7. Matrix inverse
Basically, in Scilab there are two methods to compute the inverse matrix. The first one is using the command "inv(mat)" and the other method is raising the matrix to power equals (-1). Indeed, we all know that the inverse is computed for a square matrix. So.. consider the following square matrix of size (2 x 2)
the first method is like the following
and the second is
and both methods will return the same result as shown in below
8. Matrix transpose
Matrix transpose is simply rotating each row 90 degrees in clockwise direction about row pivot in order to be column. The transpose matrix is computed simply by adding the quotation mark (') after the matrix like shown below
Note: this note actually is for people who write codes in word documents. If you are writing Scilab codes in MS Word (or even Word Pad) using any font, you should note that the quotation mark in word file differs from the quotation mark typed in Scilab. The latter will return the matrix transpose, but the quotation mark copied from word document will return an error message "Invalid factor". The following figure shows different quotation marks for different fonts.
The quotation mark used in word documents has ASCII number [226 128 152] while that used in Scilab has ASCII number 39.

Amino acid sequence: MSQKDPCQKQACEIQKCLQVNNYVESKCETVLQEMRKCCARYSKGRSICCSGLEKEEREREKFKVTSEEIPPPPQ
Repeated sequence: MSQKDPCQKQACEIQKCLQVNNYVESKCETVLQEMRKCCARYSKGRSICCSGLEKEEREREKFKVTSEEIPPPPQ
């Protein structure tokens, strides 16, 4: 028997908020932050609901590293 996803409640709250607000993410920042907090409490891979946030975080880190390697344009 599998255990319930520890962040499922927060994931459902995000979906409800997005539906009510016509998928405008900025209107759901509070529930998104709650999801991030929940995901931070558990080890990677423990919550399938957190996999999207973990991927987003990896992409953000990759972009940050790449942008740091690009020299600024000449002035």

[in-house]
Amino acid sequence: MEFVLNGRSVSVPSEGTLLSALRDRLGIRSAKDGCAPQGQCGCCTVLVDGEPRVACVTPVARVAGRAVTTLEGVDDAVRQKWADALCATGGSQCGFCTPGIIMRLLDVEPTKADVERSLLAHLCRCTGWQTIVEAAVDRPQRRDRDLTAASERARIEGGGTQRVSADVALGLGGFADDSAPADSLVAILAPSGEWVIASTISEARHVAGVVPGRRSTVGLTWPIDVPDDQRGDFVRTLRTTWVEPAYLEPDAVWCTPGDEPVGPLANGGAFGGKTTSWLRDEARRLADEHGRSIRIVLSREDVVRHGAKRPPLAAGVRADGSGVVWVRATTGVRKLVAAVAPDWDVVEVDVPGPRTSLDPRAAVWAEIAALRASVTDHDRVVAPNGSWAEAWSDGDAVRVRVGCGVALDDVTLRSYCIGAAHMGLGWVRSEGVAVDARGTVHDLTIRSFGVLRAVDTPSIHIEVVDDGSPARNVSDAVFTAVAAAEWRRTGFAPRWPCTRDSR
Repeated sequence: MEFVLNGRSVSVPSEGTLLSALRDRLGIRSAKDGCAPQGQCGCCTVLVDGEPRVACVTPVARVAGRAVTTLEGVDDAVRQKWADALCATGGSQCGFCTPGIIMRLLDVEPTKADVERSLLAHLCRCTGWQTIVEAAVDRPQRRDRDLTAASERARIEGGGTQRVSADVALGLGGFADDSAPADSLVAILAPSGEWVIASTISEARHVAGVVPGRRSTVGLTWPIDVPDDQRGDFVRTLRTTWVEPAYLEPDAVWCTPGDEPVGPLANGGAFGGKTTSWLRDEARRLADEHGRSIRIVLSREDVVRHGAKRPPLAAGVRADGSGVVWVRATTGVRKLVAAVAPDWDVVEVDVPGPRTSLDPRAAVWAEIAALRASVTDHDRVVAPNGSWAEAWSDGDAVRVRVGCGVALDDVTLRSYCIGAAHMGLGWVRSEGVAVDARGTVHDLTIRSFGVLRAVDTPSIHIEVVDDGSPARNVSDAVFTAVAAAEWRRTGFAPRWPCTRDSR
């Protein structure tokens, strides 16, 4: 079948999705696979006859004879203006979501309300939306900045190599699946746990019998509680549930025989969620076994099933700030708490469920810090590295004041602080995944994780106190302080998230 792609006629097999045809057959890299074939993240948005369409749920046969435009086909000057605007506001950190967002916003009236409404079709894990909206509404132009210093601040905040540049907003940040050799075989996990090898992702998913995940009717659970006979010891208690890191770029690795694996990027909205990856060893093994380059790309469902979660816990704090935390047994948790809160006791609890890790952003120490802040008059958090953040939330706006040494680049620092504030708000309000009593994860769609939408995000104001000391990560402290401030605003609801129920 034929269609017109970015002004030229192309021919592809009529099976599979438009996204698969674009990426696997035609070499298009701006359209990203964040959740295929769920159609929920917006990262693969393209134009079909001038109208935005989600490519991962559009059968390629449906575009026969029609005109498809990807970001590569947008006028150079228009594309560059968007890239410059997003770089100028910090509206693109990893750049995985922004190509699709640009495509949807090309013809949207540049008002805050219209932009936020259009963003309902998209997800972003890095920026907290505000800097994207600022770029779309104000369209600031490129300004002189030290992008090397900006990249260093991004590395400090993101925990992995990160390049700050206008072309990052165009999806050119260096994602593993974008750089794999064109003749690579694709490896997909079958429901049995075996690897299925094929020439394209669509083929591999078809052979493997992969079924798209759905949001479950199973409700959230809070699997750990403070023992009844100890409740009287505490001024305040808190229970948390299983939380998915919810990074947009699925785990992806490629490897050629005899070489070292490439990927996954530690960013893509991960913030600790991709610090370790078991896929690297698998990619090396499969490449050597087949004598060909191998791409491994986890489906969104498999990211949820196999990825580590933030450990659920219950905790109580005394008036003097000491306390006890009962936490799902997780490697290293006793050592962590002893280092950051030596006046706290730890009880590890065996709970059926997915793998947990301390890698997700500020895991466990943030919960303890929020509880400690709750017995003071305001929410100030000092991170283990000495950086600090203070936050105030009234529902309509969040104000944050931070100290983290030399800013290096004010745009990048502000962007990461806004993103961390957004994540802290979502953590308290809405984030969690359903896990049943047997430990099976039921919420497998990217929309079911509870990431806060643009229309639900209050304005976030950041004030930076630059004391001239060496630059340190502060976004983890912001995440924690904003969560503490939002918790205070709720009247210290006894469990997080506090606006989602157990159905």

Computing the transpose matrix for the matrix used in section 7 will give the following answer
9. Matrix multiplication
We can easily multiply two matrices in Scilab (or Matlab) using the asterisk (*). When multiplying two matrices, number of columns of the first matrix must equal number of rows of the second matrix. Consider the following two matrices
to multiply these two matrices we will use the following command
The answer of matrix multiplication is
10 . Element wise matrix operations
Conceptually, in matrix addition and subtraction we add/subtract each element in the first matrix with/from the corresponding element in the second matrix. So, what should we do if we want to multiply/divide each element in the first matrix by the corresponding one in the second matrix?. The answer is element-wise matrix multiplication or division. All what you have to do is adding dot (.) before the multiplication mark (*) or the division mark (/). See the command below for element-wise matrix multiplication
Consider the following two matrices.
element-wise matrix multiplication will return the following answer
- Element wise matrix multiplication (and the same for division) is commutative which means
- Element-wise operations require two matrices of the same size